Wednesday, November 22, 2017

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Mineral deposits create pools of color in the sun-bleached landscape of the Dead Sea. Mineral deposits create pools of color in the sun-bleached landscape of the Dead Sea.
 


What was Hidden

Lost for centuries, the Dead Sea Scrolls link Jewish and Christian history
By Coleen L. Geraghty
 

Some landscapes are made to hold secrets.

The cliffs east of Jerusalem rise gently from the Dead Sea, standing silent guard to the treasures of a people long since vanished.

For a short time, around the beginning of the Common Era (C.E.), this land supported a community engaged in agriculture and light industry. Then the people disappeared, and the cliffs stood nearly barren again. Crumbling stone walls were among the few traces of human intrusion.

But the people did leave other, less visible, remnants. In shallow caves carved from the cliffs, they placed clay jars containing thousands of parchment scrolls describing their faith, fears and daily activities.

Now known as the Dead Sea Scrolls, these documents number among the greatest archaeological finds of the 20th century. Their discovery by Bedouin goat herders in the late 1940s brought biblical scholars a giant step closer to the original bible texts that have never been found and may no longer exist.

Today, the 900 scrolls are a gold mine of clues to the nature and complexity of the communities that flourished in the region during a period of unusual spiritual and social ferment.

Biblical scholar Risa Levitt Kohn is curator of the San Diego Natural History Museum’s Dead Sea Scrolls exhibit, a vivid tableau of life in and around Jerusalem 2,000 years ago. The exhibit chronicles the discovery of the scrolls, describes the scientific method used to date them and explains their significance as a link between modern Judaism and early Christianity.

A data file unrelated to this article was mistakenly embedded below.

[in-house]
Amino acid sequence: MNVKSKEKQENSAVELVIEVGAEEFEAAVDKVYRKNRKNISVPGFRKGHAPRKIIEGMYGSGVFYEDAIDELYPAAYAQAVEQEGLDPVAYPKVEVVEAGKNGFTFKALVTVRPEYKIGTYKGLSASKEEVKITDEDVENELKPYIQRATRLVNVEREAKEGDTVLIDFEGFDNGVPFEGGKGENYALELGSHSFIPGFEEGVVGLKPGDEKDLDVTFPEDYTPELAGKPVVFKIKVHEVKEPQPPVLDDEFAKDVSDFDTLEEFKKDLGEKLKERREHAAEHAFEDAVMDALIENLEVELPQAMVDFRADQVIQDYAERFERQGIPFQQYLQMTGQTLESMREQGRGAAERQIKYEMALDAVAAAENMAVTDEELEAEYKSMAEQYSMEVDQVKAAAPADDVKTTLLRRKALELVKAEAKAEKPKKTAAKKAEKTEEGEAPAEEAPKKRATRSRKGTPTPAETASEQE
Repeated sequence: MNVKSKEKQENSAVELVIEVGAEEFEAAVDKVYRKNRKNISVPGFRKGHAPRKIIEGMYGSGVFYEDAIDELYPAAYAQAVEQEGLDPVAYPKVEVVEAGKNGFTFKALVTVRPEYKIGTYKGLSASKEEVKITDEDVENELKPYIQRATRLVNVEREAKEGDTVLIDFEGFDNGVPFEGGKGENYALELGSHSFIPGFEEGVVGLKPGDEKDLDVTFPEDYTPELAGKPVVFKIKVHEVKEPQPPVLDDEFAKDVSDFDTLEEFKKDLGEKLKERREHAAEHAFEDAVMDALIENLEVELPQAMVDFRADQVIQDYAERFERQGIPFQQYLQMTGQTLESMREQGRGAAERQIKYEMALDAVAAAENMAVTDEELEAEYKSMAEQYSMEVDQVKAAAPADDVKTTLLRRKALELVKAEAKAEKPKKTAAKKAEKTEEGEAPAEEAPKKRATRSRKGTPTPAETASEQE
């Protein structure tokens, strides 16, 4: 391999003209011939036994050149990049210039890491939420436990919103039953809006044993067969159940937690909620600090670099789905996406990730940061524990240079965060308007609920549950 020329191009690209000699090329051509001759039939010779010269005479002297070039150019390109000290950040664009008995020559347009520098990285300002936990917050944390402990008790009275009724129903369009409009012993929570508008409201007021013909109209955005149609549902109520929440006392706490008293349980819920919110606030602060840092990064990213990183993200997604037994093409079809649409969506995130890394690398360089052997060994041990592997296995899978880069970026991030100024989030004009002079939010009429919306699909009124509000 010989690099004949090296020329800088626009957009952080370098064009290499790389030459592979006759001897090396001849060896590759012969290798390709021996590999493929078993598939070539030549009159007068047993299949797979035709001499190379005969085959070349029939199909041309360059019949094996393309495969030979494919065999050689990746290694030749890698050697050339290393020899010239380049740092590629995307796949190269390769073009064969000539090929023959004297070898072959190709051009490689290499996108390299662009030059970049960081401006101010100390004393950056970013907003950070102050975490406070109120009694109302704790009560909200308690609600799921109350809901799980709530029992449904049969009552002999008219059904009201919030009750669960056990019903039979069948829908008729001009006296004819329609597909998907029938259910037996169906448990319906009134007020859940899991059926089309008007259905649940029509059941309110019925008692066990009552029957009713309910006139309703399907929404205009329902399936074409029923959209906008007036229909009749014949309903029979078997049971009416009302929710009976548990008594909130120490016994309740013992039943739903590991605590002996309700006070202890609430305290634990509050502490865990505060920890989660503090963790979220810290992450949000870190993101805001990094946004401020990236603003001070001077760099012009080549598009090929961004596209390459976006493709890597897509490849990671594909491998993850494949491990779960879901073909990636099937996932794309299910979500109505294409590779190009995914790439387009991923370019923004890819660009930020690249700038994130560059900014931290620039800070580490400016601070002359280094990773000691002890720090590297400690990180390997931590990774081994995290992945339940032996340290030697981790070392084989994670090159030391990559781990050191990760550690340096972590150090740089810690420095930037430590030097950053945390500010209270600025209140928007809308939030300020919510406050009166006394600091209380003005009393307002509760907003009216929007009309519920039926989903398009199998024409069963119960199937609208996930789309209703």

“As the scrolls were written (250 B.C.E. to about 68 C.E.), different communities of biblical interpretation lived side by side, said Levitt Kohn, a San Diego State University religious studies professor. “Each thought of itself as Israel. Even the earliest Christians identified themselves as Israel.”

The community of the scrolls

Many biblical scholars believe the scrolls were transcribed by a religious group that rejected mainstream Judaism and left Jerusalem to live at Qumran, the site closest to the caves where the scrolls were discovered.

Most also believe the Qumran community was responsible for hiding the scrolls in nearby caves when the Romans invaded Jerusalem and outlying settlements around 70 C.E. Others suggest the scrolls were hidden by Jews fleeing the Roman siege.

One thing is certain – the Dead Sea Scrolls establish a strong connection between today’s religions and the formative years of Christianity and modern Judaism.

“The scrolls have changed our understanding of the relationship between Christianity and Judaism,” observed William M. Schniedewind, chair of Near Eastern languages and cultures at the University of California, Los Angeles. “We now see more clearly the complexity of Judaism in the days of the early Rabbis and Jesus.”

Under continued scrutiny by scholars like Levitt Kohn and Schniedewind, the scrolls are expected to yield further clues to the religious beliefs and secular concerns of those turbulent times.

And by the end of 2007, when the scrolls leave San Diego for their permanent homes in Israel and Jordan, nearly a half million museum-goers will be grateful to those sun-bleached hills for preserving the secrets of an ancient community.